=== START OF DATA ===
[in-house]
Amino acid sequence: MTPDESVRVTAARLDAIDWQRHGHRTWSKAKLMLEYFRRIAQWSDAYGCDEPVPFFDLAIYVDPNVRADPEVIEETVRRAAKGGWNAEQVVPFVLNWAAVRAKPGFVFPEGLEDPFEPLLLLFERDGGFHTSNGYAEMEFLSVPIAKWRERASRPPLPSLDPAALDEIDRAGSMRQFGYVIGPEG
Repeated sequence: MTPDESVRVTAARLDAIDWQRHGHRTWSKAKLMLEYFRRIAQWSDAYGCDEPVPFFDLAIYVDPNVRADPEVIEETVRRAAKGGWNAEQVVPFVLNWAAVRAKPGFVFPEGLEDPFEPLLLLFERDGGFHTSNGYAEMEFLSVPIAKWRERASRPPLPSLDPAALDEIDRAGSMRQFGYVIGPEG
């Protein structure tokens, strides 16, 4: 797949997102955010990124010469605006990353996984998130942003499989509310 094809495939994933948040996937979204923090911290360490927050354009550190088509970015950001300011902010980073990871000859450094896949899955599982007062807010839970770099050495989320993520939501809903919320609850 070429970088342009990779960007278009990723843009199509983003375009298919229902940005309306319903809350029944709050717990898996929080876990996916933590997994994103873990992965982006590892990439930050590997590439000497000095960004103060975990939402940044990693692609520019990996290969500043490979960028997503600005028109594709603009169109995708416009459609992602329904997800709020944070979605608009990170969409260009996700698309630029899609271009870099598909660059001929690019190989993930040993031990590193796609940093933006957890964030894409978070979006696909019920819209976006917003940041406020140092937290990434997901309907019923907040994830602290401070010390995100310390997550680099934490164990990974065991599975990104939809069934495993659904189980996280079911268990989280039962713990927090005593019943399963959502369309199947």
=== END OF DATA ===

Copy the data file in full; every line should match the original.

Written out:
[in-house]
Amino acid sequence: MTPDESVRVTAARLDAIDWQRHGHRTWSKAKLMLEYFRRIAQWSDAYGCDEPVPFFDLAIYVDPNVRADPEVIEETVRRAAKGGWNAEQVVPFVLNWAAVRAKPGFVFPEGLEDPFEPLLLLFERDGGFHTSNGYAEMEFLSVPIAKWRERASRPPLPSLDPAALDEIDRAGSMRQFGYVIGPEG
Repeated sequence: MTPDESVRVTAARLDAIDWQRHGHRTWSKAKLMLEYFRRIAQWSDAYGCDEPVPFFDLAIYVDPNVRADPEVIEETVRRAAKGGWNAEQVVPFVLNWAAVRAKPGFVFPEGLEDPFEPLLLLFERDGGFHTSNGYAEMEFLSVPIAKWRERASRPPLPSLDPAALDEIDRAGSMRQFGYVIGPEG
């Protein structure tokens, strides 16, 4: 797949997102955010990124010469605006990353996984998130942003499989509310 094809495939994933948040996937979204923090911290360490927050354009550190088509970015950001300011902010980073990871000859450094896949899955599982007062807010839970770099050495989320993520939501809903919320609850 070429970088342009990779960007278009990723843009199509983003375009298919229902940005309306319903809350029944709050717990898996929080876990996916933590997994994103873990992965982006590892990439930050590997590439000497000095960004103060975990939402940044990693692609520019990996290969500043490979960028997503600005028109594709603009169109995708416009459609992602329904997800709020944070979605608009990170969409260009996700698309630029899609271009870099598909660059001929690019190989993930040993031990590193796609940093933006957890964030894409978070979006696909019920819209976006917003940041406020140092937290990434997901309907019923907040994830602290401070010390995100310390997550680099934490164990990974065991599975990104939809069934495993659904189980996280079911268990989280039962713990927090005593019943399963959502369309199947």